News Archives: GPRC Paves Way For Fresh Start
Thursday, October 3rd, 2019
Dennis Shinski came to GPRC to turn his life around and became a community advocate for men's mental health.
Dennis Shinski could be a poster boy for how Grande Prairie Regional College helps students reinvent themselves.
For the former oilfield worker, there was no choice but to make major life changes and he’s thankful to have found a nurturing environment as he turns the corner.
Shinksi was spiralling out of control as a drug and alcohol addict and the threat of losing his job convinced him to finally seek assistance.
Shinski is now pursuing his Bachelor of Social Work degree with the University of Calgary’s Learning Circle through GPRC.
He’s also working to raise awareness around the issue of men’s mental health and to encourage men to reach out when they need help – something he had to learn to do. Seeking assistance wasn’t his mindset when he seemingly had it all – a great paying job, a house and a nice truck – in his early 20s.
Shinksi has shared the story of his turnaround as part of a new CBC documentary, Digging in the Dirt. It focuses on high rates of suicide among men working in oil patch, industry and agriculture in northern Alberta. The documentary can be streamed on CBC Gem.
The documentary details how during his darkest days, Shinski lost a close friend to suicide. He recounts that he was in no position to help himself, let alone someone else who was struggling.
Since Social Work requires two years of post-secondary education, he upgraded his high school education, then enrolled at GPRC and took two years of classes, focusing on sociology, psychology and anthropology.
In addition to returning to school after 16 years away from the classroom, Shinski is working with a Grande Prairie high school as a youth advocate, which allows him to share his life experiences with young people at an important age.
“It’s time to give back. I want to take what I have learned and empower others,” he says. “I want to give others hope. You can get out of the cycle.”
He also volunteers with other agencies in the community.
Shinski has committed himself to converting his obsession for drugs and alcohol to a passion for achieving an education.
He now dreams of attaining his Masters of Social Work and going full circle to become an addictions therapist. He’s been abstinent from cocaine and alcohol for eight years and stopped smoking seven years ago.
“A lot of stuff needed to change,” he says. “I started taking my health seriously after all those years of mistreating my body. I was tired of being sick and tired. I realized I needed to do something different. Through recovery, I found out who I want to be.”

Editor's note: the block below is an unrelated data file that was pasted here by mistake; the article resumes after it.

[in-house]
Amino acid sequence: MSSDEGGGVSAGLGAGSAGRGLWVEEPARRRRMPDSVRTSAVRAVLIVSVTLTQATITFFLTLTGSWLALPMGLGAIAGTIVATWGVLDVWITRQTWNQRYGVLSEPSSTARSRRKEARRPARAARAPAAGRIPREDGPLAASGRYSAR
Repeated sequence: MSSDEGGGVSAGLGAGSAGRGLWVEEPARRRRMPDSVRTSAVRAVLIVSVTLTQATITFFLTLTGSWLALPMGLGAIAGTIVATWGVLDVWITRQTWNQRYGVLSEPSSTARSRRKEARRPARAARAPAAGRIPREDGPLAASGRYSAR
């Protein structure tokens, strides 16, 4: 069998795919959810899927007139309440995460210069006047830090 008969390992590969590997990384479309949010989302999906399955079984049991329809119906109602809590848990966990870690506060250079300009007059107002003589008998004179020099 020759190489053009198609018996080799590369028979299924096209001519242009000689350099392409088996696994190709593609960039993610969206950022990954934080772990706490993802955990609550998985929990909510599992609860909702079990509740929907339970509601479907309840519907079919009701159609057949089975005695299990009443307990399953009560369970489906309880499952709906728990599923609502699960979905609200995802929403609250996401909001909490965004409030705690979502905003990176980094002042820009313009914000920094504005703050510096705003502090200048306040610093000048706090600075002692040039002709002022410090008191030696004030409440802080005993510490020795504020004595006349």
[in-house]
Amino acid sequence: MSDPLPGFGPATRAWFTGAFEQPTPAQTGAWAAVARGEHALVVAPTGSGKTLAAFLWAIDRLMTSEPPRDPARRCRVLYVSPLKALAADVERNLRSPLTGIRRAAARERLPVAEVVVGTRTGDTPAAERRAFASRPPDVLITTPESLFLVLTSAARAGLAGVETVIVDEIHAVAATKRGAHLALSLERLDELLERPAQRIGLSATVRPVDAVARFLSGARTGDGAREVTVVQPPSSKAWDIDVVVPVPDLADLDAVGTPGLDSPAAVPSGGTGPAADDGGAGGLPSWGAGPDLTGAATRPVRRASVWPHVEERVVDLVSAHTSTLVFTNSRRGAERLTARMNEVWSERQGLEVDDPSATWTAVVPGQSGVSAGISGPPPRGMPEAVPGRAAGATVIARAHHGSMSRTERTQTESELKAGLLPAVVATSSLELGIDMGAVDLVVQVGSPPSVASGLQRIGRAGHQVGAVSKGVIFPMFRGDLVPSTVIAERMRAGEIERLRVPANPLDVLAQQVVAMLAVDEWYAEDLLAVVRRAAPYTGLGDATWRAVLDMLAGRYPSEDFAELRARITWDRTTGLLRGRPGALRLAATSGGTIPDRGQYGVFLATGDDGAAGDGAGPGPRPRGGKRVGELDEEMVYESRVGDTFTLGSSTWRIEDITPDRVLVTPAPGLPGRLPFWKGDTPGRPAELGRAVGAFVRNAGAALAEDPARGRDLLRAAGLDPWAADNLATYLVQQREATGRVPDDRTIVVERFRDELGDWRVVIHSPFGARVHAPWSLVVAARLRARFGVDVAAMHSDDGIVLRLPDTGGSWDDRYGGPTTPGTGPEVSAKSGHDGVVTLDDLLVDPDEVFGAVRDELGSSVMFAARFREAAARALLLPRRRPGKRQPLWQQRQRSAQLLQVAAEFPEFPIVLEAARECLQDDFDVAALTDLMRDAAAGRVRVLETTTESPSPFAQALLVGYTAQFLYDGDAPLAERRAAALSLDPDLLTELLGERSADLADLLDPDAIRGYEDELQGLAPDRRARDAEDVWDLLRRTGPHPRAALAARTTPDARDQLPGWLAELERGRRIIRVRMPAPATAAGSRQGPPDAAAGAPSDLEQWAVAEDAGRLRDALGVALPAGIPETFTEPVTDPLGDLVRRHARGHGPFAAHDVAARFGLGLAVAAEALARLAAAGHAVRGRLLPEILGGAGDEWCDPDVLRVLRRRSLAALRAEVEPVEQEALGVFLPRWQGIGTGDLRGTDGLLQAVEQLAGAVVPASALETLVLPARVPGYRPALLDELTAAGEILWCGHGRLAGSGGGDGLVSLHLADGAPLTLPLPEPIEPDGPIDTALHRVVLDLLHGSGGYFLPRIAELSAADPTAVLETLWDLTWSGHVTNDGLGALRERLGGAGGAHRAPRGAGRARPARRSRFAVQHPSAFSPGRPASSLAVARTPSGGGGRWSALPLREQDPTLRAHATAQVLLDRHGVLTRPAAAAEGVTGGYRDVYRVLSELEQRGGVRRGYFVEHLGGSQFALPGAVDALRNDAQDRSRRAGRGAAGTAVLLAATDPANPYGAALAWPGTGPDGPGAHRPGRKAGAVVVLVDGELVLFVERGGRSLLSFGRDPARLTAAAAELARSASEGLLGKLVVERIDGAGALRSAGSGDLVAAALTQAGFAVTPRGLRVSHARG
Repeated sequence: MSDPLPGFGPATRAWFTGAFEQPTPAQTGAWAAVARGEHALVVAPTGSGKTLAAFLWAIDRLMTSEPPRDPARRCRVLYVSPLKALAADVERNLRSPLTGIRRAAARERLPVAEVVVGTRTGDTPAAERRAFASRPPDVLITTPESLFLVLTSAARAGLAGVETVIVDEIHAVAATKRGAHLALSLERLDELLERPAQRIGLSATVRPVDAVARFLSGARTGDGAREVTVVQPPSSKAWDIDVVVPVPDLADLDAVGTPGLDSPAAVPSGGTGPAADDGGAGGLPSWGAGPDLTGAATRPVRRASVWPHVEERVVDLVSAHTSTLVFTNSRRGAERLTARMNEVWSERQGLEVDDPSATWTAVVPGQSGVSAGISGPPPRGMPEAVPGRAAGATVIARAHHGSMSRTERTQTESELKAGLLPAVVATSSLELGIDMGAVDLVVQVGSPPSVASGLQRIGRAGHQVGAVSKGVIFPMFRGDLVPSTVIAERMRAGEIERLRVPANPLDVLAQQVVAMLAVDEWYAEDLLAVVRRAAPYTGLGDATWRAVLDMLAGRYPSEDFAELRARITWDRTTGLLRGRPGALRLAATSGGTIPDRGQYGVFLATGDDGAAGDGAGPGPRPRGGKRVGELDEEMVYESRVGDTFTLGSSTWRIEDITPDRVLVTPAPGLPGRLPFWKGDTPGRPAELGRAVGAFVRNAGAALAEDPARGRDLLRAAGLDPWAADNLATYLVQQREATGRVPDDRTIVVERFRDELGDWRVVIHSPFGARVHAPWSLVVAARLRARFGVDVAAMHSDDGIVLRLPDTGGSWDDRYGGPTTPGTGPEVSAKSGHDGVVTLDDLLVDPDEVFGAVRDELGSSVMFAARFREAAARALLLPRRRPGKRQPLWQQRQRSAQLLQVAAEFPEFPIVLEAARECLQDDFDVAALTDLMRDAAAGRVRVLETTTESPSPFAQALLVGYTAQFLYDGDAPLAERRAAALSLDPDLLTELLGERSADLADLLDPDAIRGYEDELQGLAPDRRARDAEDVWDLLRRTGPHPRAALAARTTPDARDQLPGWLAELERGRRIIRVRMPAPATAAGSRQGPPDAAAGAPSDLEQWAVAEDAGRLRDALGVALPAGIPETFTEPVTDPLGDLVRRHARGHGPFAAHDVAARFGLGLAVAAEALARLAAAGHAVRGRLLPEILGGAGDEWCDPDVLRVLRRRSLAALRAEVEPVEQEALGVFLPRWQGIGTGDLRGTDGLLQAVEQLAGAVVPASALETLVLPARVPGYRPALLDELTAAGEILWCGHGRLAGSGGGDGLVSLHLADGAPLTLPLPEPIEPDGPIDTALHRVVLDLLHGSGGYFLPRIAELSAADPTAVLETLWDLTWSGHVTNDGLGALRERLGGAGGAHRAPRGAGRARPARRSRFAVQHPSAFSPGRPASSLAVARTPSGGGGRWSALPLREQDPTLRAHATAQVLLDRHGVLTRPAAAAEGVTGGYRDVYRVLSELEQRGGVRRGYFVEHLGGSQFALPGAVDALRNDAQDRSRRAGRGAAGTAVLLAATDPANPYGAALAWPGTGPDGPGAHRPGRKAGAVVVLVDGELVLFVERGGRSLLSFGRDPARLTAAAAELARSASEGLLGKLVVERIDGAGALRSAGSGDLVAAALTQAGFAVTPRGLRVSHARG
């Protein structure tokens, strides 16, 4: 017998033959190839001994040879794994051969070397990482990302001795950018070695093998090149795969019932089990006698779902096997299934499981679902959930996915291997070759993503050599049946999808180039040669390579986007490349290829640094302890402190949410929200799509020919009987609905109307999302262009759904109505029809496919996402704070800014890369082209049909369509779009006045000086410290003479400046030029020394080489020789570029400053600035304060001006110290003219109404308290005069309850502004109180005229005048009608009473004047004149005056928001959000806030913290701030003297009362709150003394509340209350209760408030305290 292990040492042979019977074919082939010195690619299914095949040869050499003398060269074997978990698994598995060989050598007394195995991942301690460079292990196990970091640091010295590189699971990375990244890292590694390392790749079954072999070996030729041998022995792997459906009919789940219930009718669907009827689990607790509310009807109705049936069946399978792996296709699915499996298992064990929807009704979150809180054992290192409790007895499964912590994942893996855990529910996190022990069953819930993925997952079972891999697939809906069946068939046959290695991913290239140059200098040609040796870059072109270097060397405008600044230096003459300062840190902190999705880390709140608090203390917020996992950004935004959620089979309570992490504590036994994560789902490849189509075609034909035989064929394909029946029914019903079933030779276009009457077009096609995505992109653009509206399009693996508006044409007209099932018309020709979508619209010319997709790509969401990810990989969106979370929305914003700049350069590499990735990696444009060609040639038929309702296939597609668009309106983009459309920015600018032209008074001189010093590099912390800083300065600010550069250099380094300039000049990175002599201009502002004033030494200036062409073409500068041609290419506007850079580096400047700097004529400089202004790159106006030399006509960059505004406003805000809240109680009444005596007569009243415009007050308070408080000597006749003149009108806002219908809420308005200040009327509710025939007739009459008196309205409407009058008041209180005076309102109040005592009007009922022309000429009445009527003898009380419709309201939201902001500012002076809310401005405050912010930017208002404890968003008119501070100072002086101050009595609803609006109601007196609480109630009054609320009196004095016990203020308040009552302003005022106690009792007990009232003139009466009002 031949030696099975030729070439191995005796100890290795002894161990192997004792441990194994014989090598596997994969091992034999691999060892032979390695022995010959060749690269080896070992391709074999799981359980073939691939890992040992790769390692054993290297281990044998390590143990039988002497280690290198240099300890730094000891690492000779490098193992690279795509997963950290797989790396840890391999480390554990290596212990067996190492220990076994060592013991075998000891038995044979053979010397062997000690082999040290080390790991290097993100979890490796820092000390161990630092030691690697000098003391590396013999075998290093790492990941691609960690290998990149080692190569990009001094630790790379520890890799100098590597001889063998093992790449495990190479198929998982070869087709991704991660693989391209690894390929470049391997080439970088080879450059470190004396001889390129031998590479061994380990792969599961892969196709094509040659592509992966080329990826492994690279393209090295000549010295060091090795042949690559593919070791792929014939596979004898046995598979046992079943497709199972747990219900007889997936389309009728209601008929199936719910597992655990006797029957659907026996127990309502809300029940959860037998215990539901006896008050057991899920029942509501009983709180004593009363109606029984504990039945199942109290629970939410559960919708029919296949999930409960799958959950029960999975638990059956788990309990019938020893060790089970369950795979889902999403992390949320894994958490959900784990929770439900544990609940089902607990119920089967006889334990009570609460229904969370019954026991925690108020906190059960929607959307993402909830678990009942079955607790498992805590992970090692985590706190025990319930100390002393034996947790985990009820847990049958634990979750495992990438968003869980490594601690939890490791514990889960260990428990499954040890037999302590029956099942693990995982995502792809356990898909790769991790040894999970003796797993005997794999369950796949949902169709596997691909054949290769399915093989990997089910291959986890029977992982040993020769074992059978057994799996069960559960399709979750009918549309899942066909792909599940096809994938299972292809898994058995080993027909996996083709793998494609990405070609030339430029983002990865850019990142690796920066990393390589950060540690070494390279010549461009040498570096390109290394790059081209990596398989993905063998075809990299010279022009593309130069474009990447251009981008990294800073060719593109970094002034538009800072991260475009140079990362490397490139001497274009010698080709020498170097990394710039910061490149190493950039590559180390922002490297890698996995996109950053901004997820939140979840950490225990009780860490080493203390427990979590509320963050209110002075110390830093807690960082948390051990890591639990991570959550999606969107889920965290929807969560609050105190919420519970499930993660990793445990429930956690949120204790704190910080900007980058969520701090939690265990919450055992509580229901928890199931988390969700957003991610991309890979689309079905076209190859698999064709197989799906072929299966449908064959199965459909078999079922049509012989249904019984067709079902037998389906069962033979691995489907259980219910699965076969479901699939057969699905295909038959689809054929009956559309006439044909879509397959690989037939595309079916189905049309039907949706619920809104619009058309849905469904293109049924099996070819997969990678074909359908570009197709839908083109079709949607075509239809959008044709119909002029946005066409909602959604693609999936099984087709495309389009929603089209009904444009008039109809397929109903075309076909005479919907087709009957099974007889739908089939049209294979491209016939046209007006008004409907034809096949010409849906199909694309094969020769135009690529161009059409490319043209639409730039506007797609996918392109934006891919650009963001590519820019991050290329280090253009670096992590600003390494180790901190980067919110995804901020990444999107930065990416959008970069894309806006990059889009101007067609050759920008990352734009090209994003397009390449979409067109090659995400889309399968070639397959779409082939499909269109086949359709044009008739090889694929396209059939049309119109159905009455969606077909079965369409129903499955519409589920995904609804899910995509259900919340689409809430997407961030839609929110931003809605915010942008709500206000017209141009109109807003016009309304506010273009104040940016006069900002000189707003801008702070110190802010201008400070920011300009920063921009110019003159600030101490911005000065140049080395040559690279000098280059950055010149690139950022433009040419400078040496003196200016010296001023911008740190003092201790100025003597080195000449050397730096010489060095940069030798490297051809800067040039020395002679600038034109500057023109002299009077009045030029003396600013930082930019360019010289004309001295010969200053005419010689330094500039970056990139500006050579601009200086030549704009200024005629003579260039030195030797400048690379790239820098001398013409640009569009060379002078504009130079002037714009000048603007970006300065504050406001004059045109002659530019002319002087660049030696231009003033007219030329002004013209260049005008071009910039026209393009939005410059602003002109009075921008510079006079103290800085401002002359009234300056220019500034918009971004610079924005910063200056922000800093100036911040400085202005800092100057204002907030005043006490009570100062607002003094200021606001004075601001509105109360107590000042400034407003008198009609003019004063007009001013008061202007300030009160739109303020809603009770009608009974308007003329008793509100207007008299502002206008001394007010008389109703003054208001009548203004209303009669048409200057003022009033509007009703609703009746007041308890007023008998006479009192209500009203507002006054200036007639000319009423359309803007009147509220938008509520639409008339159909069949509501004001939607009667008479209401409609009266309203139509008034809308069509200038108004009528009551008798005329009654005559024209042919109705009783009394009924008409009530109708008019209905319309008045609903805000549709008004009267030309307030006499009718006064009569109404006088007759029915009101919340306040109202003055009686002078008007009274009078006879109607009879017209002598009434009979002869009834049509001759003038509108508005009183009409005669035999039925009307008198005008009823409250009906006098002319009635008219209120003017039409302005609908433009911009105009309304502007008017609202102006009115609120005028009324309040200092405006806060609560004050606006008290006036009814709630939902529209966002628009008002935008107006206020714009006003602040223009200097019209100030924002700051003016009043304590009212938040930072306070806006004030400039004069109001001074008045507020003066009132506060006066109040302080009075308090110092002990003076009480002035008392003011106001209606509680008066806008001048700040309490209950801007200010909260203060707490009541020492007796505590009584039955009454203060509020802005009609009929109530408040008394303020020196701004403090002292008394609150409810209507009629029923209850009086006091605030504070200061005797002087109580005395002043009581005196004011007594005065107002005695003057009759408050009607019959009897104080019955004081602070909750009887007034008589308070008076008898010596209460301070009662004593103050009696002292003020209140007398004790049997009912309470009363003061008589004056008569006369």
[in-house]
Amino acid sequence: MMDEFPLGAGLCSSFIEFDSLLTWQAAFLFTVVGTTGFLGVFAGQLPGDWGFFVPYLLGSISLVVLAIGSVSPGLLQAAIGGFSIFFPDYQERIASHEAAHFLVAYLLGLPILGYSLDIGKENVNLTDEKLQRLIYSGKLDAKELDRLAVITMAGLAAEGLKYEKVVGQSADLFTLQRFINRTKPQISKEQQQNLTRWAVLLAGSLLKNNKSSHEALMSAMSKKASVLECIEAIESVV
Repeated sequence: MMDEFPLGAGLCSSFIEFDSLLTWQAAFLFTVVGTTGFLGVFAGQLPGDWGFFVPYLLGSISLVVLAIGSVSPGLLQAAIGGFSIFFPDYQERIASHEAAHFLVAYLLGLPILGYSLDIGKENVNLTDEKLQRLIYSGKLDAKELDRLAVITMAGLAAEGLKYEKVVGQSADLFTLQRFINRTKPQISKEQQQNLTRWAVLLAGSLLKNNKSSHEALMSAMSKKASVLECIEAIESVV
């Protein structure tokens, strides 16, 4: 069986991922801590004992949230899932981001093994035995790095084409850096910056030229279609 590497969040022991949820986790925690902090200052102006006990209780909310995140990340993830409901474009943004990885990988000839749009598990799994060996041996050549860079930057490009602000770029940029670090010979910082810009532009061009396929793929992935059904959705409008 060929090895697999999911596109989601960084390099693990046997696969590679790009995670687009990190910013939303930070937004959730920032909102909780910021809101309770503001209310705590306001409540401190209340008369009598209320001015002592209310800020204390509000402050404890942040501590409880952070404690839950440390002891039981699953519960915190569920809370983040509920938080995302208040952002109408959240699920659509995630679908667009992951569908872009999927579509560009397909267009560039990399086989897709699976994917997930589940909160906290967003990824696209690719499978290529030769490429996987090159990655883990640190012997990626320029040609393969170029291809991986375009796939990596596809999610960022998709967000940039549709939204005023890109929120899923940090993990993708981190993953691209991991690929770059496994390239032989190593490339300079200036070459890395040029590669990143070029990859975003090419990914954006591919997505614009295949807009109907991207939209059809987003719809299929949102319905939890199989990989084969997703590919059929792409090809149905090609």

Over a 15-year period, Shinski was a well service operator and supervisor. He also worked as a mechanic and a production operator.
He’s now thankful his employer gave him an ultimatum and supported his treatment. As it turns out, one of his managers could relate. He, too, was in recovery.
“That instilled hope, to give it a shot.”
Along with counselling and attending 12-step meetings, a big part of Shinski’s transformation was learning to say no when he wanted to say yes, not just to the drugs themselves but to people and situations that are likely to fuel his addictions. In some cases, that meant removing some individuals from his life.
“It’s not a total Cinderella story. It is overwhelming still at times. Change is a process. Learning is one thing. Applying it is another.”
Part of maintenance is daily dialogue with someone in recovery, which helps either the other person or provides support to himself.
Shinski has also reconnected with family, particularly his parents, who he rarely talked to while he struggled. Now it’s almost every day. He’s also much more involved with his brother and sister, giving him a nephew and two nieces.
“They know about everything. My nephew has seen the documentary. He said, ‘All I know is that I don’t want to be like that.’ It’s important for them to know the dangers.”
He eyes having his own family.
“I have been looking forward to that for a long time.”
Completing his education and accomplishing his career goal are important steps to fully remaking himself.
“I’m fortunate to have GPRC. You can reinvent yourself if you apply yourself. The professors are really great and I’m enjoying it.”